In contrast, the pack ice is now steadily growing in the Antarctic. This year, observations of the sea-ice extent development in both hemispheres reveal a trend clearly below the long-term average. The sea-ice extent’s further development in both hemispheres depends on a number of factors and can’t yet be predicted for the remainder of the year.
Development of the sea-ice extent in the Arctic in spring 2022
After the maximum sea-ice extent in the Arctic (14.68 million km²) was reached on 25 February 2022, the extent’s development in the remainder of February was at a level below the long-term average for 1981 – 2010. The month of March was characterised by a low seasonal sea-ice extent, at the lower edge of two standard deviations from the long-term average. In fact, short-term lows were reached on 17 and 23 March that weren’t dropped below until the beginning of the melting process on 12 April. In comparison to the previous year, there was roughly 292,000 km² more ice on the Arctic Ocean in May (Fig. 2), which, particularly in the Greenland, Barents and Labrador Seas, produced sea-ice margins extending to the south.
Despite the below-average sea-ice extent, the months April and May were only 14th and 15th in the long-term on the list of the monthly averages (Fig. 3). The declining trend in sea-ice extent in the spring months March to May is quite similar and amounts to average loss of 2.6 % per decade. Sea-ice loss only progressively increases once summer begins, reaching its maximum in the long-term trend in September, at ca. 12.4 % per decade.
In spring, air temperatures at 925 hPa pressure altitude were roughly 2° C above the long-term average over nearly the entire Arctic Ocean (Fig. 4, right ). In March (Fig. 4, left) an anomaly of up to 6° C formed over the entire Central Arctic to East Siberia, weakening slightly in April (Fig. 4, centre). In May, temperature anomalies in the Central Arctic produced values of ca. 2° C above the long-term average, while the most intensive warming could be seen in western Russia and eastern Siberia, where temperatures were up to 6° C above the long-term average. In contrast, colder temperatures ranging from -1° to -4° C below the long-term average were dominant over Europe, Greenland, Canada and Siberia.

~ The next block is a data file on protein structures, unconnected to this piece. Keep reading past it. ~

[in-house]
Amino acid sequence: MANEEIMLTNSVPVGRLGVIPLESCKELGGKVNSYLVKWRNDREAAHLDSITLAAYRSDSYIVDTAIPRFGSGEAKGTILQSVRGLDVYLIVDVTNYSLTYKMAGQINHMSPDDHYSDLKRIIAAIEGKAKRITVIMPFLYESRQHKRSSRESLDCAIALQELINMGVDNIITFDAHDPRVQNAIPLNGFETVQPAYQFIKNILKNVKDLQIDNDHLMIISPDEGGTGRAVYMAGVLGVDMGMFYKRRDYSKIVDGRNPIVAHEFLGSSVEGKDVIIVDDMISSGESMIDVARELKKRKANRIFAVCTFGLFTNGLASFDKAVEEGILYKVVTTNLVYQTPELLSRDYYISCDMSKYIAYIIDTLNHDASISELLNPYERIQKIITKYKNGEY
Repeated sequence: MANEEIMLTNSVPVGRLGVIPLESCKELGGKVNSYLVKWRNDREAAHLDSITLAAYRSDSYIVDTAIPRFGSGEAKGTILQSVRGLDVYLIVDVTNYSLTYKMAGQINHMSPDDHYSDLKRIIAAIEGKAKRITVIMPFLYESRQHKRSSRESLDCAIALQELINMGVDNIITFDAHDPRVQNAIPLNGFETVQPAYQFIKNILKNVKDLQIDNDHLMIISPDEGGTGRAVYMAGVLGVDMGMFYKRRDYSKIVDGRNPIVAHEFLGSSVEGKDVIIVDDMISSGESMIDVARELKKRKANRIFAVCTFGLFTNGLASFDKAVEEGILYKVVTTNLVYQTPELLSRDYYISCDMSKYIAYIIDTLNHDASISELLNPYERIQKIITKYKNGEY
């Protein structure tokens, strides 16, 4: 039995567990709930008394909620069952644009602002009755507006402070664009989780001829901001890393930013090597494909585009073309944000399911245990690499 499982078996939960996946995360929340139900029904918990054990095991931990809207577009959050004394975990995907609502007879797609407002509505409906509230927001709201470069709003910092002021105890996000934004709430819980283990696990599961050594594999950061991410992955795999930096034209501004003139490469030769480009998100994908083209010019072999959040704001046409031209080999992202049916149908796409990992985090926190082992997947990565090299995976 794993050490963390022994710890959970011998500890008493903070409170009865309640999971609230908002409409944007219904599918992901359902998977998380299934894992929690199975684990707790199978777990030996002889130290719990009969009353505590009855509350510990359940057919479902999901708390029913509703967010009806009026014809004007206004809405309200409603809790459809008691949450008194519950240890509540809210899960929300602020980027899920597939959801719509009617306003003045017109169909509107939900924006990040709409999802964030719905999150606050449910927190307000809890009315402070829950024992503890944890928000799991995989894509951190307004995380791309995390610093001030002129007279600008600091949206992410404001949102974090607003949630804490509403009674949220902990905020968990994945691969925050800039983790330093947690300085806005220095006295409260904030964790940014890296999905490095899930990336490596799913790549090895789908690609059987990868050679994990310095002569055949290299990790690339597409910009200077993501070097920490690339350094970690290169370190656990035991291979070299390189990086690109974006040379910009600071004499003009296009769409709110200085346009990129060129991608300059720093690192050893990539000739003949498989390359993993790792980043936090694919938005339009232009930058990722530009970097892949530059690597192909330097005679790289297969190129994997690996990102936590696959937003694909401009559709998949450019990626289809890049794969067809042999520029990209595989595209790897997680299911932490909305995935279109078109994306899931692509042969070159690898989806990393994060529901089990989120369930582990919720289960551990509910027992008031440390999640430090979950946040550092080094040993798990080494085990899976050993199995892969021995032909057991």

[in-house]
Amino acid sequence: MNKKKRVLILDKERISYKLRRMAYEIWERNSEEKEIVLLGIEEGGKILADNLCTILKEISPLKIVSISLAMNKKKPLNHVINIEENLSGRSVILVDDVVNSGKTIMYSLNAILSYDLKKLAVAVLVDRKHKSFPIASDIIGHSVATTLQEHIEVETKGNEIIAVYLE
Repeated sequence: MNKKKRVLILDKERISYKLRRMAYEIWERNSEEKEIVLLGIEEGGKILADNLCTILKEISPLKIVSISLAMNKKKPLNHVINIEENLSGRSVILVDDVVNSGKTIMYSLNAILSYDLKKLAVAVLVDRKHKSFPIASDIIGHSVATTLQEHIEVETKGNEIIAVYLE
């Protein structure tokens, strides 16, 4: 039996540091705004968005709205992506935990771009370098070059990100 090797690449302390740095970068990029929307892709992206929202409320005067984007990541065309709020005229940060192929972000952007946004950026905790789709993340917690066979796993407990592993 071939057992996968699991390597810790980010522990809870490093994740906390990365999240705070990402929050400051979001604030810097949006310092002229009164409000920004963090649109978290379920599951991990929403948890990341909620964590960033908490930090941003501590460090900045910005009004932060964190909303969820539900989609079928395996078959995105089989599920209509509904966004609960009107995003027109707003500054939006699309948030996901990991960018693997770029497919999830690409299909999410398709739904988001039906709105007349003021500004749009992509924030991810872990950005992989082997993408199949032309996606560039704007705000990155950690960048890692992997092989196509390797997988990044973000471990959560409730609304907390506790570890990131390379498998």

Antarctic shows comparatively low seasonal sea-ice extent
After having reached an absolute low (in the 43-year history of continuous satellite observation) extent in February 2022, sea-ice growth was quite reserved in March 2022 (Fig. 5), an event that should be viewed against the backdrop of multiple low-extent events since 2014. For nearly the entire month, the sea-ice extent hovered near the lower edge of two standard deviations from the long-term average for 1981 – 2010. At 3.1 million km², the sea-ice extent was the second-lowest in the long-term trend, which it undershot by 24% (Fig. 6). The region s with the most substantial ice loss in comparison to the period Region 2003 – 2014 were the Ross Sea and the northwest Weddell Sea (Fig. 7).
Although sea-ice growth in the Antarctic climbed considerably, at an average of 113,600 km² in April 2022 and 93,200 km² in May 2022, it remained below the long-term average. As such, the two months came in at sixth and eighth place on the list of the lowest monthly averages. In the last third of May, ice growth declined again, and has since remained near the lower edge of two standard deviations from the long-term average. Especially in the Ross Sea and Amundsen Basin, an anomalous low-pressure system with uncharacteristically powerful winds developed, transporting warm air masses from the north and northeast over the Bellinghausen and Amundsen Seas to the Antarctic coastal regions, where they produced unusually high air temperatures (more than 6° C above the long-term average) and served to inhibit ice growth (Fig.8).
For both polar regions, now begins the exciting time in which melting / growth sets in and the stage is set for the next seasonal highlight in September. For the Antarctic, it remains to be seen whether or not the currently low sea-ice extent will produce a trend similar to that in the record year 2017.
Dr. Klaus Grosfeld
Dr. Renate Treffeisen
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